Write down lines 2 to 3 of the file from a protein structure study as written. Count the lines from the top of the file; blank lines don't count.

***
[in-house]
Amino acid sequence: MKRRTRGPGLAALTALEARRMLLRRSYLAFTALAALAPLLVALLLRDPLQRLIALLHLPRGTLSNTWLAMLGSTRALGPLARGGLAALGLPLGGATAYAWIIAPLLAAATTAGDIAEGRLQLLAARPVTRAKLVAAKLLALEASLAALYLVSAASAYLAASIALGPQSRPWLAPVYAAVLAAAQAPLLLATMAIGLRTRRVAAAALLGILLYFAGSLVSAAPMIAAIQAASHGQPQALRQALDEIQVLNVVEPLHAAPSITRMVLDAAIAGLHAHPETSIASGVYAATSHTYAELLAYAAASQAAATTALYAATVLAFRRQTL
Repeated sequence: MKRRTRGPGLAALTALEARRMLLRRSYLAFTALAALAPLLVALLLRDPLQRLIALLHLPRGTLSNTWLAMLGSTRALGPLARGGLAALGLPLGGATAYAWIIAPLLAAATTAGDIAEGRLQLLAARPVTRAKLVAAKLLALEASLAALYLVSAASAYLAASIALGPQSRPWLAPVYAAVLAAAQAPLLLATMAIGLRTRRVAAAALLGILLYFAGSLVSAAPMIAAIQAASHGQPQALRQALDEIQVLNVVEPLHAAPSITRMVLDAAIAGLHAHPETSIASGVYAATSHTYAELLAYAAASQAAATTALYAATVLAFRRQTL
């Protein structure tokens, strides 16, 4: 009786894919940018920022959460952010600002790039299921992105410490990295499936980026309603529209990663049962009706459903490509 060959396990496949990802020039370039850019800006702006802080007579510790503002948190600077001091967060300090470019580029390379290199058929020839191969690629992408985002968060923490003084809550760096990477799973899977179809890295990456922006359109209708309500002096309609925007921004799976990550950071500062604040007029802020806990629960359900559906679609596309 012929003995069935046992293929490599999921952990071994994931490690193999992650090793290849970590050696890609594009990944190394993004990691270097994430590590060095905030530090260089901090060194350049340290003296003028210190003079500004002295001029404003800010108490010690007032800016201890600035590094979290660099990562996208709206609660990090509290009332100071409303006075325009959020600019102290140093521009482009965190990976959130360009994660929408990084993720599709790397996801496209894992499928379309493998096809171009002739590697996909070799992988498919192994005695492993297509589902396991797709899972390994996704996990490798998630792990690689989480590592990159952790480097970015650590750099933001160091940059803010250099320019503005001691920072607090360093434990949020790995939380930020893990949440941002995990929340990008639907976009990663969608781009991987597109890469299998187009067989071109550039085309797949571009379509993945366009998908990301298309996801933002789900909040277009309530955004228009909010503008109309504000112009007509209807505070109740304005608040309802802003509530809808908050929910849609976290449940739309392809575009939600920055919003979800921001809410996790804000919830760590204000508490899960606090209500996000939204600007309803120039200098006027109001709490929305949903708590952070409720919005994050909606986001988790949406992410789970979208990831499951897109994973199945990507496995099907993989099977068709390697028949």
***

Amino acid sequence: MKRRTRGPGLAALTALEARRMLLRRSYLAFTALAALAPLLVALLLRDPLQRLIALLHLPRGTLSNTWLAMLGSTRALGPLARGGLAALGLPLGGATAYAWIIAPLLAAATTAGDIAEGRLQLLAARPVTRAKLVAAKLLALEASLAALYLVSAASAYLAASIALGPQSRPWLAPVYAAVLAAAQAPLLLATMAIGLRTRRVAAAALLGILLYFAGSLVSAAPMIAAIQAASHGQPQALRQALDEIQVLNVVEPLHAAPSITRMVLDAAIAGLHAHPETSIASGVYAATSHTYAELLAYAAASQAAATTALYAATVLAFRRQTL
Repeated sequence: MKRRTRGPGLAALTALEARRMLLRRSYLAFTALAALAPLLVALLLRDPLQRLIALLHLPRGTLSNTWLAMLGSTRALGPLARGGLAALGLPLGGATAYAWIIAPLLAAATTAGDIAEGRLQLLAARPVTRAKLVAAKLLALEASLAALYLVSAASAYLAASIALGPQSRPWLAPVYAAVLAAAQAPLLLATMAIGLRTRRVAAAALLGILLYFAGSLVSAAPMIAAIQAASHGQPQALRQALDEIQVLNVVEPLHAAPSITRMVLDAAIAGLHAHPETSIASGVYAATSHTYAELLAYAAASQAAATTALYAATVLAFRRQTL